Appeal from the Order of the Workmen's Compensation Appeal Board in case of Ludwick Jesensek v. Republic Steel Corp. and Commonwealth of Pennsylvania, No. A-72494.
Edward A. McFarland, with him Ralph A. Davies, and Thomson, Rhodes & Grigsby, for petitioner.
Morrison F. Lewis, Jr., with him Vincent J. Quatrini, Jr., for respondent, Jesensek.
Lawrence W. Dague, Assistant Attorney General, for respondent, Commonwealth.
Judges Wilkinson, Jr., Rogers and MacPhail, sitting as a panel of three. Opinion by Judge Rogers.
[ 39 Pa. Commw. Page 293]
Republic Steel Corporation has appealed from an order of the Workmen's Compensation Appeal Board which affirmed a referee's award of benefits to Ludwick Jesensek for total disability due to coal worker's pneumoconiosis.
Jesensek was employed in the coal mining industry in western Pennsylvania for 33 years. He left his job with Republic on January 28, 1974 and on March 12, 1975 filed a claim petition under Section 108(q) of The Pennsylvania Workmen's Compensation Act, Act of June 2, 1915, P.L. 736, as amended, 77 P.S. § 27.1(q), alleging that on February 15, 1975, he became totally disabled from coal worker's pneumoconiosis as a result of being exposed to the hazard of coal dust. The referee awarded compensation and assessed 50% of the amount of the award against the Commonwealth of Pennsylvania, and 50% against Republic pursuant to Section 305.1 of the Act, 77 P.S. § 411.1.
[ 39 Pa. Commw. Page 294]
Republic first says that the referee erred in finding that Jesensek had complied with the 120 day notice requirement of Section 311 of the Workmen's Compensation Act, 77 P.S. § 631, which provides:
Unless the employer shall have knowledge of the occurrence of the injury, or unless the employe or someone in his behalf, or some of the dependents or someone in their behalf, shall give notice thereof to the employer within twenty-one days after the injury, no compensation shall be due until such notice be given, and, unless such notice be given within one hundred and twenty days after the occurrence of the injury, no compensation shall be allowed. However, in cases of injury resulting from ionizing radiation or any other cause in which the nature of the injury or its relationship to the employment is not known to the employe, the time for giving notice shall not begin to run until the employe knows, or by the exercise of reasonable diligence should know, of the existence of the injury and its possible relationship to his employment. The term 'injury' in this section means, in cases of occupational disease, disability resulting from occupational disease.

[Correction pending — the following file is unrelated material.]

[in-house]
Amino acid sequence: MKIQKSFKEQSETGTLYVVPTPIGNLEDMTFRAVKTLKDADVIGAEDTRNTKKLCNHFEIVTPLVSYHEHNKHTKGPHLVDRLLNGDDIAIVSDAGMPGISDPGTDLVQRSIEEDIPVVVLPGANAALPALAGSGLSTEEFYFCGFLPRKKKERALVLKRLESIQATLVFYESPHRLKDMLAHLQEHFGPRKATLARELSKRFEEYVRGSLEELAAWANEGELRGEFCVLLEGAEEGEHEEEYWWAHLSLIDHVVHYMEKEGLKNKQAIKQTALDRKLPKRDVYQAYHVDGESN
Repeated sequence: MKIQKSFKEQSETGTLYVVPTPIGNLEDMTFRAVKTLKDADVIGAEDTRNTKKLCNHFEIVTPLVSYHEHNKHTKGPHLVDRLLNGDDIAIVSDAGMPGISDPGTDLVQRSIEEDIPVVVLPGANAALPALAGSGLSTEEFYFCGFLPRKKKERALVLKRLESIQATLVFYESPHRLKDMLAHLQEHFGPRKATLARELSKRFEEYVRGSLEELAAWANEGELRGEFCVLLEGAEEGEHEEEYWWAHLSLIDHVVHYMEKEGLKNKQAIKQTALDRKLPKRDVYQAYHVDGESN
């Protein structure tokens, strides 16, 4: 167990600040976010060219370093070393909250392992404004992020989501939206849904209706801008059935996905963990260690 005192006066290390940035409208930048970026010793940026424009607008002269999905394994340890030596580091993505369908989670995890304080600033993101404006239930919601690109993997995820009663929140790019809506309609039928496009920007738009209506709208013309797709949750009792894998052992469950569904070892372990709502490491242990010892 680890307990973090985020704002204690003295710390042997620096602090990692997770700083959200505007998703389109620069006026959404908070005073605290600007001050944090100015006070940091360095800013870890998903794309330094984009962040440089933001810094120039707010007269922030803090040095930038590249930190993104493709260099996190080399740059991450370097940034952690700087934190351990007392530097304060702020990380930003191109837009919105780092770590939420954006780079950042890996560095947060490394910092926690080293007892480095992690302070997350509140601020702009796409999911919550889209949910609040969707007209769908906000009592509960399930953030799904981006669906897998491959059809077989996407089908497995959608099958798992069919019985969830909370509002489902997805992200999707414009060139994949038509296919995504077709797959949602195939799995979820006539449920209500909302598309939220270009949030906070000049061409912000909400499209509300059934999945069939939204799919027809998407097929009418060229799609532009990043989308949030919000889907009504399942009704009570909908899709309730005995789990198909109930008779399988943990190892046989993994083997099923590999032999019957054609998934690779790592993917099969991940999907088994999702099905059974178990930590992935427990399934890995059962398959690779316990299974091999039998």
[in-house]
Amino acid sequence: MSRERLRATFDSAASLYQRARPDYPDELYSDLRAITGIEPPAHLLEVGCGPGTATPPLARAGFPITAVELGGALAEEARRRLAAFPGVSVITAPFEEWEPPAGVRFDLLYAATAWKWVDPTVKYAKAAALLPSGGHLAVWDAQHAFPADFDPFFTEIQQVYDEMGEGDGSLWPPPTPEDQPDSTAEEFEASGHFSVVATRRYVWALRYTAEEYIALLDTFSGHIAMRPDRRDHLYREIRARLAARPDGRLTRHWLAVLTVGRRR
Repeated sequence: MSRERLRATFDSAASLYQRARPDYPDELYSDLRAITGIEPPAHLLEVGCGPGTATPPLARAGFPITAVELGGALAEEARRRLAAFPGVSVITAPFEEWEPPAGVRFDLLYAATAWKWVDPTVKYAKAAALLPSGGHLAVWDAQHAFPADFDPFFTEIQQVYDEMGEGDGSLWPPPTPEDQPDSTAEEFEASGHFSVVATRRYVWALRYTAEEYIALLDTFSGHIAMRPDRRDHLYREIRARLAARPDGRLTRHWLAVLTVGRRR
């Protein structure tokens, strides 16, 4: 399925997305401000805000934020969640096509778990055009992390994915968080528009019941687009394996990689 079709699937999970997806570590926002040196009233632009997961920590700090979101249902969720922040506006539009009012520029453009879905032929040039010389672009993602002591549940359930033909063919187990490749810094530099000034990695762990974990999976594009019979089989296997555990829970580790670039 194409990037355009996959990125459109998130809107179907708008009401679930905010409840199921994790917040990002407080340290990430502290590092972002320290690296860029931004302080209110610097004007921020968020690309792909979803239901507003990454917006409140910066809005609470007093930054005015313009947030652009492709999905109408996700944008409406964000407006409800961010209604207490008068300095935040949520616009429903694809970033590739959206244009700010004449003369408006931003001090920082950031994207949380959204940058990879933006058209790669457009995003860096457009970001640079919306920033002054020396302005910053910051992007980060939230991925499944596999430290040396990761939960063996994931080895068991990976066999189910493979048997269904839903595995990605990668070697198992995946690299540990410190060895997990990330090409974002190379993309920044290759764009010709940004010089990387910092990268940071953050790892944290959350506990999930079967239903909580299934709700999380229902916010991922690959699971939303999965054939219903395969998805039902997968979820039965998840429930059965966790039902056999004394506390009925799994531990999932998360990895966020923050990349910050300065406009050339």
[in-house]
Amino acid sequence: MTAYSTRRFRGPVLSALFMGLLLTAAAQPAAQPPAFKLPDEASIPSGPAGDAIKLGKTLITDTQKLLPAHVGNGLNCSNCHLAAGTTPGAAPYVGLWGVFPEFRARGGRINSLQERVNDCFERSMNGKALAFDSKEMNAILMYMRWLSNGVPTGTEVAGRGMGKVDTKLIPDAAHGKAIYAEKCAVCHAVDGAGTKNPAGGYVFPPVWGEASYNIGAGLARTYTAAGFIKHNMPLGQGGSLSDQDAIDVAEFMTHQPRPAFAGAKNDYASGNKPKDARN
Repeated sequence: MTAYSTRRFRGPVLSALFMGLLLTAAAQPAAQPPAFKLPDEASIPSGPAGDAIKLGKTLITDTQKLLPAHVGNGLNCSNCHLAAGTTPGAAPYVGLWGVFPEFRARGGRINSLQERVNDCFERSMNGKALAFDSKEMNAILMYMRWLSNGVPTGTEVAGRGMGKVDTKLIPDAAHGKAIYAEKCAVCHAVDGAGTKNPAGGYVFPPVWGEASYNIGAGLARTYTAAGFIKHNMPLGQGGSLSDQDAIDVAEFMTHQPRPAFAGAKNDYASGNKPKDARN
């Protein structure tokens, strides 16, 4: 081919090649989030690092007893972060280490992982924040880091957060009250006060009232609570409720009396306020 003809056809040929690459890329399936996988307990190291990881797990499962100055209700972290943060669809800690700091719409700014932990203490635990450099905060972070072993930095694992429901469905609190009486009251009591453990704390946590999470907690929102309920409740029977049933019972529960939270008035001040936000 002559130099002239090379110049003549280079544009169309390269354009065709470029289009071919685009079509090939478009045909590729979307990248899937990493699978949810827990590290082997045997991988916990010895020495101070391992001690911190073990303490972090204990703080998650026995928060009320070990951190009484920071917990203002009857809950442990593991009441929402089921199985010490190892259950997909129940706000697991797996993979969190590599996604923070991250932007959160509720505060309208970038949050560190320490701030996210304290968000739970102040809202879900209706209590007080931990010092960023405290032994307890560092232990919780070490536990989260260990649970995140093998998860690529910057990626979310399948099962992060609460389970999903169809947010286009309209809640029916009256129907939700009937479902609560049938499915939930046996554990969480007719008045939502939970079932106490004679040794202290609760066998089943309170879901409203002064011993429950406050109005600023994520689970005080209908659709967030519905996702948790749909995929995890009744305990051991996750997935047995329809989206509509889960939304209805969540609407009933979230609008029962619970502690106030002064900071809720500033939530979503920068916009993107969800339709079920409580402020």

The referee found the date of the injury to be February 15, 1975 when Jesensek's doctor reported to him by letter that he was totally disabled by coal miners pneumoconiosis. Republic's contention is that the referee in making that finding must erroneously have applied the "definite knowledge" standard of The Pennsylvania Occupational Disease Act, Act of June 21, 1939, P.L. 566, as amended, 77 P.S. § 1201 et seq. instead of the "know or should know" test of Section 311 of the Workmen's ...